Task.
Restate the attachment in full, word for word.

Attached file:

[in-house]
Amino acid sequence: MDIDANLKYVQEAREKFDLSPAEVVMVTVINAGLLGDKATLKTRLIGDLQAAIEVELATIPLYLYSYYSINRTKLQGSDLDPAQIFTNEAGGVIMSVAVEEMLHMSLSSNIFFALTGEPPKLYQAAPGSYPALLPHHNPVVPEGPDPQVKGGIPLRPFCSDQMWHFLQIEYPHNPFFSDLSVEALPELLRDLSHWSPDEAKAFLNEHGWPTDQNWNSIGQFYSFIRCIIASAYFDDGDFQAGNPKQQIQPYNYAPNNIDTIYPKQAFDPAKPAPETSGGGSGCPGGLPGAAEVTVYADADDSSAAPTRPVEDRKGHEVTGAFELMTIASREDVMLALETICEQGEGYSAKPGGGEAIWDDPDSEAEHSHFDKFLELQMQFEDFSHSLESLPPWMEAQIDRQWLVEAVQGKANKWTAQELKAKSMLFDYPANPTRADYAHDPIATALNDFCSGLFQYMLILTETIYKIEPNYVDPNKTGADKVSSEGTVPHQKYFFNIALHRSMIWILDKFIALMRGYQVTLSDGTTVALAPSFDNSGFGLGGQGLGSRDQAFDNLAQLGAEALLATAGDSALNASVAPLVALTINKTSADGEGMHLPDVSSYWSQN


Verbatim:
[in-house]
Amino acid sequence: MDIDANLKYVQEAREKFDLSPAEVVMVTVINAGLLGDKATLKTRLIGDLQAAIEVELATIPLYLYSYYSINRTKLQGSDLDPAQIFTNEAGGVIMSVAVEEMLHMSLSSNIFFALTGEPPKLYQAAPGSYPALLPHHNPVVPEGPDPQVKGGIPLRPFCSDQMWHFLQIEYPHNPFFSDLSVEALPELLRDLSHWSPDEAKAFLNEHGWPTDQNWNSIGQFYSFIRCIIASAYFDDGDFQAGNPKQQIQPYNYAPNNIDTIYPKQAFDPAKPAPETSGGGSGCPGGLPGAAEVTVYADADDSSAAPTRPVEDRKGHEVTGAFELMTIASREDVMLALETICEQGEGYSAKPGGGEAIWDDPDSEAEHSHFDKFLELQMQFEDFSHSLESLPPWMEAQIDRQWLVEAVQGKANKWTAQELKAKSMLFDYPANPTRADYAHDPIATALNDFCSGLFQYMLILTETIYKIEPNYVDPNKTGADKVSSEGTVPHQKYFFNIALHRSMIWILDKFIALMRGYQVTLSDGTTVALAPSFDNSGFGLGGQGLGSRDQAFDNLAQLGAEALLATAGDSALNASVAPLVALTINKTSADGEGMHLPDVSSYWSQN